3. The UK lowest (known) air temperature was recorded during this winter: -27.2degC at Braemar (Grampian) on the 11th February 1895. [ It is equalled by the same value at the same place recorded on the 10th January, 1982. ]
(February to

 A five month drought, with anomalies on long-term average circa 60-70% over the whole of Britain, but some places notably less.  18
(January to

 A dry period across Britain: anomaly circa 60-80% taking these 5 months overall.  18
 1897 (January)

 Some of the few heavy snowfalls of this year occurred on 22nd/23rd January. Blizzards occurred between Aberdeen and Kent.  x

  Exceptionally heavy daily rainfalls included 204mm at Seathwaite (Cumbria / Lake District) on the 12th November in 1897. [This was noted at the time as 15mm higher than the previous daily highest fall on a record at the site back to 1844.](See Burt & others, ‘Weather’/RMetS/August 2005)  x
 1899 (Summer)

 Notable drought with extended heatwaves. The total rainfall for the summer months amounted to roughly 65% of the long-term average, so not particularly exceptional, but coupled with the high-heat, and the fact that the previous year (1898) was very dry, extreme distress resulted. The summer (June, July & August) temperature (average=16.9degC) in the English lowlands are said to be on a par with those of 1995 (q.v.).  CET,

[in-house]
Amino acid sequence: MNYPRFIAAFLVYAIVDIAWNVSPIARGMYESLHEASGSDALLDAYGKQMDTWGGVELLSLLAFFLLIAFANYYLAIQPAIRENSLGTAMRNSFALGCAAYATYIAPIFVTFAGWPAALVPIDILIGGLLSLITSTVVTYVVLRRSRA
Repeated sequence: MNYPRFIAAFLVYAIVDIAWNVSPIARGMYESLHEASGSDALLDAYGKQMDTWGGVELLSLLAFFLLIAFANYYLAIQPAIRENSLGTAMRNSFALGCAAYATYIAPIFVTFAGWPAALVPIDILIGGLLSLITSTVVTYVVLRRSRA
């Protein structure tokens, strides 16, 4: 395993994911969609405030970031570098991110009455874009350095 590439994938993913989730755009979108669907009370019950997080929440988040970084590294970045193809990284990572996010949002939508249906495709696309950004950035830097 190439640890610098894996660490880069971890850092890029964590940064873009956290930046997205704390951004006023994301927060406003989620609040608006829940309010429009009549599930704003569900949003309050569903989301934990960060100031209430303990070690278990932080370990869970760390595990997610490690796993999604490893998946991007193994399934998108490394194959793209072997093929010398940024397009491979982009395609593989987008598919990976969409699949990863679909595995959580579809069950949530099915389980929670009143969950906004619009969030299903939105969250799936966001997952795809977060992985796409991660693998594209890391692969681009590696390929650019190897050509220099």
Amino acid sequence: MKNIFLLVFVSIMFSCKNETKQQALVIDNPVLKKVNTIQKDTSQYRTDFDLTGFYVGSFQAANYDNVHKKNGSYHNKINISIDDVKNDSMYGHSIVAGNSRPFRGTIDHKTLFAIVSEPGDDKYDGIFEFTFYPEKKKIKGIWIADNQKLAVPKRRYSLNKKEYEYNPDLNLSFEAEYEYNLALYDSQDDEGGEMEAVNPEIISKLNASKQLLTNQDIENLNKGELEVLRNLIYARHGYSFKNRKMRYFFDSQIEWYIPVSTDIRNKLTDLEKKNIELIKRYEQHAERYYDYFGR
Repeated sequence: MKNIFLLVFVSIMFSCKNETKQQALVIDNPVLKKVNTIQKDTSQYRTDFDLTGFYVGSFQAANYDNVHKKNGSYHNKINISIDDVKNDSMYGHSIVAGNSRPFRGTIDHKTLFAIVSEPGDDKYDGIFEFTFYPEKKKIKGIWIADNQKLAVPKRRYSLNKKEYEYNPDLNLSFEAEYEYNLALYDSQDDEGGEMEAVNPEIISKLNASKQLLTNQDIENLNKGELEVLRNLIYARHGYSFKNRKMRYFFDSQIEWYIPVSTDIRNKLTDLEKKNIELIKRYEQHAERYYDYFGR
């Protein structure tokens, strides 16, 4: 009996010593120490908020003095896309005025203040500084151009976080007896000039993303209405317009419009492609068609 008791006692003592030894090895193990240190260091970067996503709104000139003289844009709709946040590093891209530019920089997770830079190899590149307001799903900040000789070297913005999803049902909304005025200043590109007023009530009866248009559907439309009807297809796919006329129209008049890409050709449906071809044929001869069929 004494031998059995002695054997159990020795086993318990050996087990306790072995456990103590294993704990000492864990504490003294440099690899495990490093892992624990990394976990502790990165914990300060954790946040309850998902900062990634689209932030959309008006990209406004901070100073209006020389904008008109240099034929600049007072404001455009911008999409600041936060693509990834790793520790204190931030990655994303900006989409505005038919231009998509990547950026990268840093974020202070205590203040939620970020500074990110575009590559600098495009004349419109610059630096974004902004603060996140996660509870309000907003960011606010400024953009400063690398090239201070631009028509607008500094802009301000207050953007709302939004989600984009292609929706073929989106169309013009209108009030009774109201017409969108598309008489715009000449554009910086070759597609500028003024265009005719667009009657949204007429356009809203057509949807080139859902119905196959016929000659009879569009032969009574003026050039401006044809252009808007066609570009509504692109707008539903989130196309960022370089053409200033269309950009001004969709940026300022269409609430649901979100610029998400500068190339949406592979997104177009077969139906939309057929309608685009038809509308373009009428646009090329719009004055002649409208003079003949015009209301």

1900 (February):
1. One of the WETTEST Februarys across England & Wales (using the EWP series).
1901 (December):
1. NE GALE/SNOWSTORM 12th: cut communications in all parts of England. (TEC). This was caused by a DEEP DEPRESSION moving east up the English Channel. In England, SNOW heavily blocked roads and caused havoc for livestock. Many telegraph wires were brought down and the railways were brought to a standstill.
1. The mean sea level PRESSURE reached 1053.6 mbar at Aberdeen Observatory in north-eastern Scotland on the 31st January, 1902 at 2200GMT. (This value was incorrectly listed as 1054.7mbar for over 80 years, due to an incorrect conversion from inHg to mbar: see ‘Weather’/July 2006/S.Burt). This is the highest authenticated MEAN SEA LEVEL PRESSURE value known in the British Isles.
1902/03: (various): VOLCANIC ERUPTIONS
1. The following volcanic eruptions are known about this time, which may have resulted (or at least played a part) in the ‘poor’ weather that follows:
8th May 1902: Pelee (Martinique) [ destroyed the city of St. Pierre, with 29000 deaths: possibly the deadliest volcanic explosion of the 20th century.]
24th October 1902: Santa Maria (Guatemala) [ killed at least 5000 – large ash deposit, noted as far away as San Francisco, California. ]
February & March 1903: Colima (Mexico)
>According to a diagram in [VOLC], the intensity of solar radiation decreased by between 10 & 20% after these events. (‘The Weather’, Kimble & Bush; ‘Volcanoes’, Decker & Decker)
1902 (Summer):
1. The CET value of 14.3degC was low, but not exceptional in this series (about 1C below the all-series mean); however, according to the University of Berne (reported by the RMetS/’Weather’ 2004), this summer across the whole of Europe was the COLDEST in a joint proxy / instrumental series which began in 1500.